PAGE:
Wednesday, July 6, 2005

introducing Endtroducing . . . - part two

It’s been said that anyone who watched The Beatles invade The Ed Sullivan Show on February 9, 1964 picked up an instrument the following day and started a band. For any music fan with even a suppressed desire to write, it’s nearly impossible to hold a 33 1/3 book in your hand and not think, “What album would I write about?”

“I literally get three or four e-mails, phone calls, letters every day from people who want to write for the series,” Barker concurs. Since that’s not nearly enough to choose from, we decided to lend him a hand – we accosted some of our more literate friends, writers, and musicians, and popped the question: If you had a gun to your head, what album would you/could you write 25,000 words on?

Iggy & The Stooges’ Raw Power
This band was so far ahead of its time that even by its third album -- which completely nails the perfect combination of badass guitar riffs and aggressive vox -- there were still a few years to go until punk exploded. I can't decide if I'd rather be seduced by Iggy the swaggering sex maniac, or just flat out BE him.
- Michelle Laudig, Music Editor, Phoenix New Times

Los Lobos’ Kiko
It was a break from the past without being an abandonment of it, and it was proof that roots rock needn't sound musty and old-timey. Also, there must have been some "interesting" dynamics in the studio, as Louie Perez emerged from behind the drum kit with his weird ideas and expanded role on the guitars and Cesar Rosas, apparently the most conservative musician in the band, seemed to have been pushed aside. (Only "Wicked Rain" and "That Train Don't Stop Here Anymore" made the cut of 16 tunes. Both are among his best tunes ever, as it happens.) Not that I have ever directed so much as a home movie, but "Kiko," “When The Circus Comes to Town," "Angels With Dirty Faces" are all songs that I have long dreamed of making into videos -- I have the scripts for all of them etched in my head.
- John Nova Lomax, Music Editor, Houston Press

The Who’s Live At Leeds
Consistently picked as the best live album of all time, Live At Leeds holds special meaning for me because it’s how I learned to play the guitar. The way it was mixed helped a lot -- the drums and vocals are straight up the middle, the bass is panned all the way to one speaker, and the guitar is panned to the other, so if you turn off one speaker you have Pete Townshend playing guitar live (with no studio overdubs or trickery) on a magical night for you to steal riffs from. It’s the best unintentional guitar lesson of all time.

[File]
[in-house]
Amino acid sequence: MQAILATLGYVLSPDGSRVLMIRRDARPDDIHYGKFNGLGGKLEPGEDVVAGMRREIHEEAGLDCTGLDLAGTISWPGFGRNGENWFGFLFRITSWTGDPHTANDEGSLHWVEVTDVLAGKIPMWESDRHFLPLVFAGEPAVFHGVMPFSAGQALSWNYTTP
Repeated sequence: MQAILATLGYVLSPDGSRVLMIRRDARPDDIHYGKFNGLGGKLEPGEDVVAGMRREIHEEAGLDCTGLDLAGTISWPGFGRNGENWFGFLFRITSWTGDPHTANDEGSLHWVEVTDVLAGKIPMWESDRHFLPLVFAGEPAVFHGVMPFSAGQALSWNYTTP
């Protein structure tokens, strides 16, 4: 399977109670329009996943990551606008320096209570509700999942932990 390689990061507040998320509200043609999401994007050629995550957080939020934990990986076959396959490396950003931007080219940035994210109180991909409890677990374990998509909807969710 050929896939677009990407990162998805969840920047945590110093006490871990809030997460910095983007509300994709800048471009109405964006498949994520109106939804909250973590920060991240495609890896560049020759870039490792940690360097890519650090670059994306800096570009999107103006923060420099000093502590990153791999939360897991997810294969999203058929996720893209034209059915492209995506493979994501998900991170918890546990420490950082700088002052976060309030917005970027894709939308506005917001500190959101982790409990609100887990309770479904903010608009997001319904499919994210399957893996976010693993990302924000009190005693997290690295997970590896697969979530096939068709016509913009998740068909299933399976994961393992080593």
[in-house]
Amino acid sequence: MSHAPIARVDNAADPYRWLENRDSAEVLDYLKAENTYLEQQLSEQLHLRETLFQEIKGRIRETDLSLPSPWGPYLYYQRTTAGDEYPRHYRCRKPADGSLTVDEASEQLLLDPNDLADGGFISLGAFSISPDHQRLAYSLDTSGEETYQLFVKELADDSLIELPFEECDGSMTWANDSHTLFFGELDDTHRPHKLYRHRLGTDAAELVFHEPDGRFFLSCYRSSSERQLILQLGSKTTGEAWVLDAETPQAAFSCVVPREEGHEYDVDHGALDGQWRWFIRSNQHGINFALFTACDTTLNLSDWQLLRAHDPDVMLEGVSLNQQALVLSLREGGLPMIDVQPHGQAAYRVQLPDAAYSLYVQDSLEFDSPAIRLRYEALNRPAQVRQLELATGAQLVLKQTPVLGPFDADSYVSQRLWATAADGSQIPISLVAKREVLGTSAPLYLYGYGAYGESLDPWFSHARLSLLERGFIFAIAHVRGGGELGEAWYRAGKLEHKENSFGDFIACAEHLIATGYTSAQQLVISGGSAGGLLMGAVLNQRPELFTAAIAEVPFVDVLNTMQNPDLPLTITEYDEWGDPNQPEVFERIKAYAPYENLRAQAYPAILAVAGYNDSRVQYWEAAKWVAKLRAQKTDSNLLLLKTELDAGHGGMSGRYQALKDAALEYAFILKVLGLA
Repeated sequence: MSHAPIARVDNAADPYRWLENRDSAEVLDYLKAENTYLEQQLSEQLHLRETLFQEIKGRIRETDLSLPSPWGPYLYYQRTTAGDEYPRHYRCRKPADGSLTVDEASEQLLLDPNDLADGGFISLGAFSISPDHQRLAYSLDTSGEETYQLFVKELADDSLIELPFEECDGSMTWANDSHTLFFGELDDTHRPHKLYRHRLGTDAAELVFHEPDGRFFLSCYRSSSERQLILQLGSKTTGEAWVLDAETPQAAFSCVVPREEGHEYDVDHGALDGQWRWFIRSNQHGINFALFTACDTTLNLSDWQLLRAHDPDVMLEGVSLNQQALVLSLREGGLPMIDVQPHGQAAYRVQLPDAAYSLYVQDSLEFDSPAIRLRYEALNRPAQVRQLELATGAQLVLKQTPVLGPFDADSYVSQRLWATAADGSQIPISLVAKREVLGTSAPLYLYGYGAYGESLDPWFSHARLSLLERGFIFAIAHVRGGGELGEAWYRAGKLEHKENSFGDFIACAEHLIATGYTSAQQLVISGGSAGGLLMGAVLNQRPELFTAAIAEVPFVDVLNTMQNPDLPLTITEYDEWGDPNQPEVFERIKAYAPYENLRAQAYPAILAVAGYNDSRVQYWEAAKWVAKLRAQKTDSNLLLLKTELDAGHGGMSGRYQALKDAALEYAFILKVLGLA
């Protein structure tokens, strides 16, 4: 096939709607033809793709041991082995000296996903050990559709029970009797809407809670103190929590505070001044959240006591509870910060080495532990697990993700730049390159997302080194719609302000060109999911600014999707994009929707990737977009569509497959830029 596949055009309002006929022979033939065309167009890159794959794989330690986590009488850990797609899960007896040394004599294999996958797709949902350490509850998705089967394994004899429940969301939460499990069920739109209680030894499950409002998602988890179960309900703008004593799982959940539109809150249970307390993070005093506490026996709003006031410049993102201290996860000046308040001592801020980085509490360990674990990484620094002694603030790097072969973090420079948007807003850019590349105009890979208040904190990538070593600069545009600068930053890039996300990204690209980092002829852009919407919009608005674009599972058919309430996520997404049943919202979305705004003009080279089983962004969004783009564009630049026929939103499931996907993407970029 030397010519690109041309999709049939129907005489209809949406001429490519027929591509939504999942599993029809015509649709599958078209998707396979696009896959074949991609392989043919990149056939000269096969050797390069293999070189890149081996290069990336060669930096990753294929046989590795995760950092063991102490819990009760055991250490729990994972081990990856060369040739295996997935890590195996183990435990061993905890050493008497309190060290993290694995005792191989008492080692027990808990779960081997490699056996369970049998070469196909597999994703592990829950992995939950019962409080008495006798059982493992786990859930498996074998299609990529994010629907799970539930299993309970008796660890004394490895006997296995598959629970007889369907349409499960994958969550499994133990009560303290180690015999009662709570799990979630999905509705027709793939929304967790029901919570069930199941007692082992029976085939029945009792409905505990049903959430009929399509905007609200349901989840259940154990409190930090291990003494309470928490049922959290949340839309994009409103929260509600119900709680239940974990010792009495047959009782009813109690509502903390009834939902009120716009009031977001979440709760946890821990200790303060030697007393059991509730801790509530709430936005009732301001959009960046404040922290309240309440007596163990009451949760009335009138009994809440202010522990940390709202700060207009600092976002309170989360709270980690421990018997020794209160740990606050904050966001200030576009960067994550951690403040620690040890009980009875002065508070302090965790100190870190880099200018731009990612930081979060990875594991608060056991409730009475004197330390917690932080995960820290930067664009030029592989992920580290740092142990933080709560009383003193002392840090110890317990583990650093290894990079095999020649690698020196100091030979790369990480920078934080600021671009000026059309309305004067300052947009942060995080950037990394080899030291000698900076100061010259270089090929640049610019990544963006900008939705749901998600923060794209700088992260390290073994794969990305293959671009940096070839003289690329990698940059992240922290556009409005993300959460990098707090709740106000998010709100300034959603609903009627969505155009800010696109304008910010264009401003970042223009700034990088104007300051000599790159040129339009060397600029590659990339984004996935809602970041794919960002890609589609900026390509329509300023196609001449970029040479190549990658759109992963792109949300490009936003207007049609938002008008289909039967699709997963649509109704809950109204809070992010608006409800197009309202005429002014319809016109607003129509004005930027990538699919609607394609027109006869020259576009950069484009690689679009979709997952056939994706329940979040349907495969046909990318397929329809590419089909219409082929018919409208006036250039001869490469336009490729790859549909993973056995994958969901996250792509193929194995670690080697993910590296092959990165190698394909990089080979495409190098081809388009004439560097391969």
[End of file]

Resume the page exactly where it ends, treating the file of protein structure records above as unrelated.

—Kevin Bowe, producer, songwriter, and guitarist for Paul Westerberg & His Only Friends

Joni Mitchell’s Hissing of Summer Lawns
It’s the record where she started to lose people due to her burgeoning jazzbo streak, but also because she went from the confessional “I” and pulled a Dylan and started using “you.” It’s deep and deeply misunderstood, and packed with feminist narratives she insists are not feminist. It’d be a great one to unpack and untangle.
—Jessica Hopper, editor, Hit it or Quit it

Star Ghost Dog’s The Great Indoors
A beautiful album by a group I’m totally infatuated with -- it’s smart and moody and gorgeous and I love it to pieces. I can’t believe they broke up (there must be a German word for this kind of mourning), but I long for the Parallel Universe Travel Machine to go to the world where they recorded a third and fourth and fifth brilliant album/CD/whatever.
—Geoff Schmidt, author of Write Your Heart Out: Advice from the Moon Winx Motel

Tom Tom Club’s Tom Tom Club